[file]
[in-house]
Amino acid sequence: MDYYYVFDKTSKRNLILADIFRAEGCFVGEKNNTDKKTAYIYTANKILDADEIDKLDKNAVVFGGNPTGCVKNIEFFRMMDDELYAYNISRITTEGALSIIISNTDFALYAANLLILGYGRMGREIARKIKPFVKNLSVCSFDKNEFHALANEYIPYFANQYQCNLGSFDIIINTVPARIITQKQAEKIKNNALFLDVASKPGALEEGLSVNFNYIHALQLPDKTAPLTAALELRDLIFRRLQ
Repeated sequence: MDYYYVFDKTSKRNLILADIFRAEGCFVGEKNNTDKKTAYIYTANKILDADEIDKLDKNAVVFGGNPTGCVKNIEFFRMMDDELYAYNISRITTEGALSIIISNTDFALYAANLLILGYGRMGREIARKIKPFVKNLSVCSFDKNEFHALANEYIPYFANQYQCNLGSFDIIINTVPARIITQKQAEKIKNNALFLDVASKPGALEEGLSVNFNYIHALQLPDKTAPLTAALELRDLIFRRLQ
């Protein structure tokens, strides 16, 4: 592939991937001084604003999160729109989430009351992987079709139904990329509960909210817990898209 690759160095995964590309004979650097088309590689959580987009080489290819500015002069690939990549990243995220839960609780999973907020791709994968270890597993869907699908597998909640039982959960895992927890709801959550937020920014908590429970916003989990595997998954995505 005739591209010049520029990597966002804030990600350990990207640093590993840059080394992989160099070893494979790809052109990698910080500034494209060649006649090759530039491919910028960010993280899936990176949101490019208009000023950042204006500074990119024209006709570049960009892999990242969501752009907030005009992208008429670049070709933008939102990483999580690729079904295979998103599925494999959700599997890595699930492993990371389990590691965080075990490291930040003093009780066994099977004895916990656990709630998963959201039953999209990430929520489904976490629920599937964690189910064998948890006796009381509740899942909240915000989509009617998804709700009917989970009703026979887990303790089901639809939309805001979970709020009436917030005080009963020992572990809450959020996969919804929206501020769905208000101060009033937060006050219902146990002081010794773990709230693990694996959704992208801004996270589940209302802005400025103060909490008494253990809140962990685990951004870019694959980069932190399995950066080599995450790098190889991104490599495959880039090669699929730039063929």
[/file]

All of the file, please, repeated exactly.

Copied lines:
[in-house]
Amino acid sequence: MDYYYVFDKTSKRNLILADIFRAEGCFVGEKNNTDKKTAYIYTANKILDADEIDKLDKNAVVFGGNPTGCVKNIEFFRMMDDELYAYNISRITTEGALSIIISNTDFALYAANLLILGYGRMGREIARKIKPFVKNLSVCSFDKNEFHALANEYIPYFANQYQCNLGSFDIIINTVPARIITQKQAEKIKNNALFLDVASKPGALEEGLSVNFNYIHALQLPDKTAPLTAALELRDLIFRRLQ
Repeated sequence: MDYYYVFDKTSKRNLILADIFRAEGCFVGEKNNTDKKTAYIYTANKILDADEIDKLDKNAVVFGGNPTGCVKNIEFFRMMDDELYAYNISRITTEGALSIIISNTDFALYAANLLILGYGRMGREIARKIKPFVKNLSVCSFDKNEFHALANEYIPYFANQYQCNLGSFDIIINTVPARIITQKQAEKIKNNALFLDVASKPGALEEGLSVNFNYIHALQLPDKTAPLTAALELRDLIFRRLQ
């Protein structure tokens, strides 16, 4: 592939991937001084604003999160729109989430009351992987079709139904990329509960909210817990898209 690759160095995964590309004979650097088309590689959580987009080489290819500015002069690939990549990243995220839960609780999973907020791709994968270890597993869907699908597998909640039982959960895992927890709801959550937020920014908590429970916003989990595997998954995505 005739591209010049520029990597966002804030990600350990990207640093590993840059080394992989160099070893494979790809052109990698910080500034494209060649006649090759530039491919910028960010993280899936990176949101490019208009000023950042204006500074990119024209006709570049960009892999990242969501752009907030005009992208008429670049070709933008939102990483999580690729079904295979998103599925494999959700599997890595699930492993990371389990590691965080075990490291930040003093009780066994099977004895916990656990709630998963959201039953999209990430929520489904976490629920599937964690189910064998948890006796009381509740899942909240915000989509009617998804709700009917989970009703026979887990303790089901639809939309805001979970709020009436917030005080009963020992572990809450959020996969919804929206501020769905208000101060009033937060006050219902146990002081010794773990709230693990694996959704992208801004996270589940209302802005400025103060909490008494253990809140962990685990951004870019694959980069932190399995950066080599995450790098190889991104490599495959880039090669699929730039063929």